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Opéra de Montréal’s production of Another Brick in the Wall, inspired by Pink Floyd’s cult album, must be one of the most eagerly anticipated arts event of the year. Composer Julien Bilodeau was given the enormous task of turning the work by Roger Waters into an opera. He spoke to us about the process. After graduating from the Montreal’s Conservatoire de musique, Bilodeau completed further studies in Paris and Frankfurt, and in 2006 received the Robert Flemming prize from the Canada Council for the Arts for most promising composer. Since then he has composed works commissioned by the Montreal Symphony…

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Beginning with a look at the role of the harp in ancient Greek and Egyptian mythology, Harpmania takes audiences through the sounds of different harps ranging from the lyra, a small ­traditional Celtic harp, to the modern-day electric harp. It’s a journey showcasing the harp’s history and repertoire, up to the role the harp plays in the music of today. For ­example, did you know that harp music is prominent in a lot of video game music? “The harp may seem like a simple instrument, but it has played a very large and important role in different countries and cultures,”…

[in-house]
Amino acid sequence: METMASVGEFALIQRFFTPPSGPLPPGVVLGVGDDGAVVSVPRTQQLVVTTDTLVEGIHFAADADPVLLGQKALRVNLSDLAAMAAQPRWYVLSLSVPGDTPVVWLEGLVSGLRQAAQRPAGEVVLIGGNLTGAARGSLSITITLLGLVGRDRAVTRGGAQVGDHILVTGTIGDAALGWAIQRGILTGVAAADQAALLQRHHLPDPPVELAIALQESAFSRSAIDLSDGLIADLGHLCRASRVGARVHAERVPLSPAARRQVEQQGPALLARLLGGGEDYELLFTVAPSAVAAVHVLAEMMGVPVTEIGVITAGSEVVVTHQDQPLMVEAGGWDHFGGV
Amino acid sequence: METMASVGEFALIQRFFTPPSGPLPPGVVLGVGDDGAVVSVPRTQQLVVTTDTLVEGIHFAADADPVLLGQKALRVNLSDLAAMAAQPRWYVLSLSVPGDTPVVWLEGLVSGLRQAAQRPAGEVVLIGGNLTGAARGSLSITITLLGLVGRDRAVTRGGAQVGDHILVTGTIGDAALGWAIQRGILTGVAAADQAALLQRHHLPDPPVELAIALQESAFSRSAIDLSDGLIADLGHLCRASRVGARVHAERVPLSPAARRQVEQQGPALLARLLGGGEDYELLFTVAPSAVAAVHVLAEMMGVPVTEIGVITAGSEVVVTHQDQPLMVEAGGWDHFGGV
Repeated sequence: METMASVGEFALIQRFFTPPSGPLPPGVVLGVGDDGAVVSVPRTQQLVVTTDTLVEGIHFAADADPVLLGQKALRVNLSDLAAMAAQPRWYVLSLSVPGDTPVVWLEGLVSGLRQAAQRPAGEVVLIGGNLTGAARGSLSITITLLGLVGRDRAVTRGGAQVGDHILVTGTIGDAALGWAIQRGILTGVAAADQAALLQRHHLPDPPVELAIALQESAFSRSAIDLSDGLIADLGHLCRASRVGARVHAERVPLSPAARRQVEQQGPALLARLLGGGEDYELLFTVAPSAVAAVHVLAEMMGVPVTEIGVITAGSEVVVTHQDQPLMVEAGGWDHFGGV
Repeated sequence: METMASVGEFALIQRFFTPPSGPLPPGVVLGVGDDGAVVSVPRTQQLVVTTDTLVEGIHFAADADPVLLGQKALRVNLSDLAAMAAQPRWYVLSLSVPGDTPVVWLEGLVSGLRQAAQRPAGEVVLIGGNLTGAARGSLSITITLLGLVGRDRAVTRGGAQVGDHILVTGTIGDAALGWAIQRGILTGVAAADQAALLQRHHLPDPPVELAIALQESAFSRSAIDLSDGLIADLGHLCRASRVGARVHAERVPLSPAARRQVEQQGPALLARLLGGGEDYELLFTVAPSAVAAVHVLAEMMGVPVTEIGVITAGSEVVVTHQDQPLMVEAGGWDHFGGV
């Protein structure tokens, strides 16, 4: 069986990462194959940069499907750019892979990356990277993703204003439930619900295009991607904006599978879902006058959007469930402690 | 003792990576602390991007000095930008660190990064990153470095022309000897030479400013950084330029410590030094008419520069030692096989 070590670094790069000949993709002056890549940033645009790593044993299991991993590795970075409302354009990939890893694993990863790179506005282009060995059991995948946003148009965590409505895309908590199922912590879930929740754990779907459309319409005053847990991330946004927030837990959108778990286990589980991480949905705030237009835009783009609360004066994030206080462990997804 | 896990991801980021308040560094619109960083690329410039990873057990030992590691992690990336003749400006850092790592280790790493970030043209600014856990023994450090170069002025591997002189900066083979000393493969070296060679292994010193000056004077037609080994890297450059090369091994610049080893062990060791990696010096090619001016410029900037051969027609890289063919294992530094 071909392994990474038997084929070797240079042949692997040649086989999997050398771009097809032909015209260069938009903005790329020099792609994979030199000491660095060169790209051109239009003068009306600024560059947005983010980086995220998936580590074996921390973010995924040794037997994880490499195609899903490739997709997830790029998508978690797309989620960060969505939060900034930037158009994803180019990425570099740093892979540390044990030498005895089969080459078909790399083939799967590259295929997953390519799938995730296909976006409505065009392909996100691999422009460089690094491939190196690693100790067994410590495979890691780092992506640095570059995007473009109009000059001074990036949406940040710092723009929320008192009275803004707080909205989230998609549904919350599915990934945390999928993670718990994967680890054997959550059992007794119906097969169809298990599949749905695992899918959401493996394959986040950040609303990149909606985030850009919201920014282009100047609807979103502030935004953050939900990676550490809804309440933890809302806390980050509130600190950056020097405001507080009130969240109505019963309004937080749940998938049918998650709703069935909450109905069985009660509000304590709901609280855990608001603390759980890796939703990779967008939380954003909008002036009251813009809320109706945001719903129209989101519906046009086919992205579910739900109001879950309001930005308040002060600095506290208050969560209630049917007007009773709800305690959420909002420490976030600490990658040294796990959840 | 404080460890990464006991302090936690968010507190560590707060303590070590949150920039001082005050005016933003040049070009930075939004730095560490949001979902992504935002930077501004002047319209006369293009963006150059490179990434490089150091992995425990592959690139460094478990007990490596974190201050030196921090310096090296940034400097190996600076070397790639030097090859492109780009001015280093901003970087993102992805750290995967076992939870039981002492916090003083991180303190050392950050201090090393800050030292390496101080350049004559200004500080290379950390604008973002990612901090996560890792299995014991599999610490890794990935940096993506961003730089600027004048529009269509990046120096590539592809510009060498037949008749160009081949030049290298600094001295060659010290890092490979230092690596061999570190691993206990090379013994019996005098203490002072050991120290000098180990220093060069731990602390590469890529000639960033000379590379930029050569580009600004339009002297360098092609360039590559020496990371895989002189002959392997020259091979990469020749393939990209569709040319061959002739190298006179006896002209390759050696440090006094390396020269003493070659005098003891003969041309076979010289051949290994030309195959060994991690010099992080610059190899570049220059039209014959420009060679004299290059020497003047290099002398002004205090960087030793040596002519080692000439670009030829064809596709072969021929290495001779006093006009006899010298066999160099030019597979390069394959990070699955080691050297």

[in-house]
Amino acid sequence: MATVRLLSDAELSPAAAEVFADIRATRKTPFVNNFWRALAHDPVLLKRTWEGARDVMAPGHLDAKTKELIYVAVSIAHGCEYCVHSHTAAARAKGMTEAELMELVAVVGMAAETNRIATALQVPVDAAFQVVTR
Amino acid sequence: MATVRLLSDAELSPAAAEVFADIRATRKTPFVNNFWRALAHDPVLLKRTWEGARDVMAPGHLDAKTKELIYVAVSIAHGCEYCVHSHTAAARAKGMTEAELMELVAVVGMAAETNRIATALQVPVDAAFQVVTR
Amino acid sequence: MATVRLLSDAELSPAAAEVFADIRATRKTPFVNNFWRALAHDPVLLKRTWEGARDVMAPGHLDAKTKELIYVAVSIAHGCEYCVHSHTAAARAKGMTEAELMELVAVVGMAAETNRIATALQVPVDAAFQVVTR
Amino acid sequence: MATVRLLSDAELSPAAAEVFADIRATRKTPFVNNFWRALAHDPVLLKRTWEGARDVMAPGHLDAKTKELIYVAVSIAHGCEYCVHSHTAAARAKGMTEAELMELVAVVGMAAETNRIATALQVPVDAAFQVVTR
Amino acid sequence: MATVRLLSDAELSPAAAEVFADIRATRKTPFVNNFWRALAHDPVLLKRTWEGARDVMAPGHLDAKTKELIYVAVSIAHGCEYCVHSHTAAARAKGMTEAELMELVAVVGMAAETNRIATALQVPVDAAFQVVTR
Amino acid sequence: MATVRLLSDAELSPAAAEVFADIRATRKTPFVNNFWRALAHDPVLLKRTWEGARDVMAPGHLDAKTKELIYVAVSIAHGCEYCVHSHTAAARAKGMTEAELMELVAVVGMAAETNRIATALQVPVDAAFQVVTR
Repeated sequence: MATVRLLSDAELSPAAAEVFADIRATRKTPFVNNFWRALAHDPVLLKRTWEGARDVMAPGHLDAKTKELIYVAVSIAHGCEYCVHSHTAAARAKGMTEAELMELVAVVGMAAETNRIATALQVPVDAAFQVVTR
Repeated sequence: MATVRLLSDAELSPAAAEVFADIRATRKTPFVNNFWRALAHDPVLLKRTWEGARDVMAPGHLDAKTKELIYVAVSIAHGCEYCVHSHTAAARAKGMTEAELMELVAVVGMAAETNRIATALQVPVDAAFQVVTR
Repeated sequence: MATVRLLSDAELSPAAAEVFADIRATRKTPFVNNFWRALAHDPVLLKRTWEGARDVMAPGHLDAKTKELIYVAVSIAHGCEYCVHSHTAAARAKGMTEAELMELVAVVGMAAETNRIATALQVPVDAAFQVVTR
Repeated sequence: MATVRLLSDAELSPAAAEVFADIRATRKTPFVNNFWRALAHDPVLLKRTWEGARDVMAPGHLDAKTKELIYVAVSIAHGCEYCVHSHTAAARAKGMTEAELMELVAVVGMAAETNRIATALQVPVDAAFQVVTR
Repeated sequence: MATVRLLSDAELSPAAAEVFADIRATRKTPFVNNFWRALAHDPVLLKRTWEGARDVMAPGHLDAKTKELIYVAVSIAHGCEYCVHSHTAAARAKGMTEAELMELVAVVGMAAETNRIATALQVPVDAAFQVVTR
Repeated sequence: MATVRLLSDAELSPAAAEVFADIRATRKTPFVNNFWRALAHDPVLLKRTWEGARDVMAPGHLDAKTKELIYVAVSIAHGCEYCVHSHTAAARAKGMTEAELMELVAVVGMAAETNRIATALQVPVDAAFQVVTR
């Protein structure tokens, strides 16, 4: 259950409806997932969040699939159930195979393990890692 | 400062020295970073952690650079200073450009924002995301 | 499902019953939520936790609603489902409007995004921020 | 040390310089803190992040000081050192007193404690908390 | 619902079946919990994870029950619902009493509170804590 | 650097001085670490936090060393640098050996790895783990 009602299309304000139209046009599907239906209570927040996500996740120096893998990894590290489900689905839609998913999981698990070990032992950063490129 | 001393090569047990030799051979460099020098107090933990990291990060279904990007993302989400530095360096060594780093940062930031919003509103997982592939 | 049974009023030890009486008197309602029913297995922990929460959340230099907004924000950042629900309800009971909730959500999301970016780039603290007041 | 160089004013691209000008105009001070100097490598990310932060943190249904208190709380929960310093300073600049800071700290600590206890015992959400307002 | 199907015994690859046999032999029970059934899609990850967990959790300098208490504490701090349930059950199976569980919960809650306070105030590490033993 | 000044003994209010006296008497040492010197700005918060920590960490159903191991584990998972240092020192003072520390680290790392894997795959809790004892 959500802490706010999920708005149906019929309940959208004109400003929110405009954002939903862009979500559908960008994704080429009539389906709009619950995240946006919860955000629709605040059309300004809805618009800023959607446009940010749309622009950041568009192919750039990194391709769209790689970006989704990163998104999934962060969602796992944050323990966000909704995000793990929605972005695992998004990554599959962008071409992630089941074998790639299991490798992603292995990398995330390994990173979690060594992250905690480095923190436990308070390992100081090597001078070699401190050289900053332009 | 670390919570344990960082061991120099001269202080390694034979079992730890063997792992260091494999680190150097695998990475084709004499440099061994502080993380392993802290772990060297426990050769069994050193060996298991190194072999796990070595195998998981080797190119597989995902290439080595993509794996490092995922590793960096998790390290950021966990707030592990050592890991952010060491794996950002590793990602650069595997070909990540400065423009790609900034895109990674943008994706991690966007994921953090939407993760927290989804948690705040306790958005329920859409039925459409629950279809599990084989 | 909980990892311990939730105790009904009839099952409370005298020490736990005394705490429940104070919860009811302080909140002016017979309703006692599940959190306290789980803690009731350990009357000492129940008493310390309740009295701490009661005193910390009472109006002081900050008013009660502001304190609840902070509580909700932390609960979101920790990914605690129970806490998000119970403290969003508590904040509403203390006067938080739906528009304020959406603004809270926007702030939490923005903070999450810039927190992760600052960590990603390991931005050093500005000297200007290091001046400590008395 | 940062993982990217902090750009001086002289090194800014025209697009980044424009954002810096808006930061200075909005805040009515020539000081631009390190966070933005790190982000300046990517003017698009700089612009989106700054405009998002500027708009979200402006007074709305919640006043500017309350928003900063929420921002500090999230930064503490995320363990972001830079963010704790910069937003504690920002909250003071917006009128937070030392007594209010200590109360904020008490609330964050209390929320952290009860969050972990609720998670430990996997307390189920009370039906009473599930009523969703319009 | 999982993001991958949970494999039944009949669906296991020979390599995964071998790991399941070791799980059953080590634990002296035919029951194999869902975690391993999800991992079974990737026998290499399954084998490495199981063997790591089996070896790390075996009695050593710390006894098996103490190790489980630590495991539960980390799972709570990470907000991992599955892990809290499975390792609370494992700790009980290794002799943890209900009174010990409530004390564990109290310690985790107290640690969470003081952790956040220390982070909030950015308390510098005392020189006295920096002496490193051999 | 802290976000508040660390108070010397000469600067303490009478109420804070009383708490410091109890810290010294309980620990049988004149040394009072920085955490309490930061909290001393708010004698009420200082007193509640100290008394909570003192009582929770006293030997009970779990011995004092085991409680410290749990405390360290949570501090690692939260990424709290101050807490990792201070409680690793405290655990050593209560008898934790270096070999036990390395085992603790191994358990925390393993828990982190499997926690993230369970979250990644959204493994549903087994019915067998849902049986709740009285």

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The opera L’Amour de loin – or Love from Afar – premiered to conspicuous plaudits in Salzburg in 2000, and has enjoyed ­numerous productions around the globe. It also signaled the beginning of a ­remarkably fertile, ongoing collaboration ­between composer Kaija Saariaho and then first-time librettist Amin Maalouf. Maalouf has since partnered with Saariaho on three more musico-dramatic works, all of them sharing certain distinctive features: strong female characters, epitomizing a ­generative, rancorless strain of feminism; an elusive, gossamer air of mysticism; a usually gentle, ultimately affirmative perception of the workings of providence; and a subtle yet dogged curiosity about the paradox of simultaneous…